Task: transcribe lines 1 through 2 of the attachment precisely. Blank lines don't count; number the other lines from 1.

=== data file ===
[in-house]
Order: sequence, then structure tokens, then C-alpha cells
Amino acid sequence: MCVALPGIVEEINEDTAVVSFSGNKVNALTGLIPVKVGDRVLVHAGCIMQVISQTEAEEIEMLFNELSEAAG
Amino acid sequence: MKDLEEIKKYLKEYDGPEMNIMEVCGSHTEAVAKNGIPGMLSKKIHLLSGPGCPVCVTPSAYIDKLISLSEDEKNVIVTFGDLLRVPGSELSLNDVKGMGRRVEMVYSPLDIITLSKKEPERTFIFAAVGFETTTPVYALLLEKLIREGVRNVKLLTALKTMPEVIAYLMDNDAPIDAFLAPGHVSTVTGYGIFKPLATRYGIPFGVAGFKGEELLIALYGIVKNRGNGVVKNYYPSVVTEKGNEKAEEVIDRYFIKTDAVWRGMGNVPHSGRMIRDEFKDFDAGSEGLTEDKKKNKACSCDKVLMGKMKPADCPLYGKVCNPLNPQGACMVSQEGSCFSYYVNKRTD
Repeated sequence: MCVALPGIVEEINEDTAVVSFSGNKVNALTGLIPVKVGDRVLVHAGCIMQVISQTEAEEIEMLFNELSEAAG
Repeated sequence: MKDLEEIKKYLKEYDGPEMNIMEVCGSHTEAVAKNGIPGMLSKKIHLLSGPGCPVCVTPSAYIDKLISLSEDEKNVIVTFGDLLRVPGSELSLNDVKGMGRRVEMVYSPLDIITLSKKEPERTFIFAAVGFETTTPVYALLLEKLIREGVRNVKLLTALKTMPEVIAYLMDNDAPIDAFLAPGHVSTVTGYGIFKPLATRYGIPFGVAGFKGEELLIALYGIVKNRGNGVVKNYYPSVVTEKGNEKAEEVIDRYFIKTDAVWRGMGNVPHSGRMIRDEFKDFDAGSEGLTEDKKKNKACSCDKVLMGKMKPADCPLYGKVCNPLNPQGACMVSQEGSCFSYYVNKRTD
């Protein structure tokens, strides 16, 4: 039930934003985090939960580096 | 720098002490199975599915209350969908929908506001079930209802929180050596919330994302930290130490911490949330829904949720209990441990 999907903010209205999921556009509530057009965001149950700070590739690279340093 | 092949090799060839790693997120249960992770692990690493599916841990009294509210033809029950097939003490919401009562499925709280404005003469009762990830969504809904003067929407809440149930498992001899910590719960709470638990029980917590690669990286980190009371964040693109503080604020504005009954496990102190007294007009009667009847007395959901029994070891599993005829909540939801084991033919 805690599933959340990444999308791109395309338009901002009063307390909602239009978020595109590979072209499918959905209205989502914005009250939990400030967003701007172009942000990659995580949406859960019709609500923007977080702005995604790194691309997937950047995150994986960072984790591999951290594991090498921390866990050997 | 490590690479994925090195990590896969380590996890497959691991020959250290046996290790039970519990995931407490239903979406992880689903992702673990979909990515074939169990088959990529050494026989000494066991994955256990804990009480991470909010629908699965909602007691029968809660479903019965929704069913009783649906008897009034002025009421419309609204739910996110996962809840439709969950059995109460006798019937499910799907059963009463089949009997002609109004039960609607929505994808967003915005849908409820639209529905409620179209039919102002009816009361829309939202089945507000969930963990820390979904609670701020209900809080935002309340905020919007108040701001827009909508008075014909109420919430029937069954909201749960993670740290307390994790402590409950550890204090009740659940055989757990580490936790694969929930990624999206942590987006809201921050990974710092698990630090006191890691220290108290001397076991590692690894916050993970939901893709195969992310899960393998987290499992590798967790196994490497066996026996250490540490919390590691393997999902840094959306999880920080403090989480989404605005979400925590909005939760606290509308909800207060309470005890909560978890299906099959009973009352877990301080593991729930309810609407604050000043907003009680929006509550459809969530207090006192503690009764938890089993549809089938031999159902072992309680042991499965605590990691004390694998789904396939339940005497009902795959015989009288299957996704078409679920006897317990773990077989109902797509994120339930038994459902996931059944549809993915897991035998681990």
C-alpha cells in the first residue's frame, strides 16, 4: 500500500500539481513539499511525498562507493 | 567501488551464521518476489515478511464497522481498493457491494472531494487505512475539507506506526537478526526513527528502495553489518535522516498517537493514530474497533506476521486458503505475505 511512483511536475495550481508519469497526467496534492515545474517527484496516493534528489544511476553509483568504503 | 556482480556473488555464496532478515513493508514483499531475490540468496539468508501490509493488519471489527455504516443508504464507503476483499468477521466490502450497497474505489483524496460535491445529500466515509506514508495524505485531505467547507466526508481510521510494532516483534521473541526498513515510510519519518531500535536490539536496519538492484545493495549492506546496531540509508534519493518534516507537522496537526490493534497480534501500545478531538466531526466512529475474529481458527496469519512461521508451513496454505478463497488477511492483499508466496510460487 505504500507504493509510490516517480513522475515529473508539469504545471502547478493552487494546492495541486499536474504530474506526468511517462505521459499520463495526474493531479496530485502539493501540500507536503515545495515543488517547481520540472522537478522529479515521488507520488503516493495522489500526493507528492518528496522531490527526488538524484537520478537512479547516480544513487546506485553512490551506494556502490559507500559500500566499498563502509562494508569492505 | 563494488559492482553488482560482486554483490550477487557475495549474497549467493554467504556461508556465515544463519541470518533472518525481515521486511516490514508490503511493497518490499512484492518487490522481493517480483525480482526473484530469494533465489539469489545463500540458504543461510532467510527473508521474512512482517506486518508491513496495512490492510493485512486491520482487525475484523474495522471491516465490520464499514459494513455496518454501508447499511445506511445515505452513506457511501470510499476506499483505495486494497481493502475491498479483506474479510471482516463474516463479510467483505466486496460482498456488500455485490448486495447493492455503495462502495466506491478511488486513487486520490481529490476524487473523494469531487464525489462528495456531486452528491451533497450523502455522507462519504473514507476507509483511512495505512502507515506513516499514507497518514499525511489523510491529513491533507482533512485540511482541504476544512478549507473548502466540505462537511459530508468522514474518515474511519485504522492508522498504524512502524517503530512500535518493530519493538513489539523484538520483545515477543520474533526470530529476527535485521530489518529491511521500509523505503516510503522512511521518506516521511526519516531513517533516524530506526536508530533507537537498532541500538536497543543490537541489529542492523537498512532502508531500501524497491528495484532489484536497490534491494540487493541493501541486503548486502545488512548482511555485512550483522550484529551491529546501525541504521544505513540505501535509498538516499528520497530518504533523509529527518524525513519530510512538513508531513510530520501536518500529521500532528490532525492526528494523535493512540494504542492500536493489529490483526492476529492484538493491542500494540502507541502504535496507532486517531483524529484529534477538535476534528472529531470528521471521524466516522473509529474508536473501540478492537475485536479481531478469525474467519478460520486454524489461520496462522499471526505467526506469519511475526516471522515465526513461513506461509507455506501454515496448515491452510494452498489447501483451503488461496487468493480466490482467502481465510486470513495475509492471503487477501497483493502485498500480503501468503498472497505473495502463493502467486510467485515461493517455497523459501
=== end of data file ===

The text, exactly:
[in-house]
Order: sequence, then structure tokens, then C-alpha cells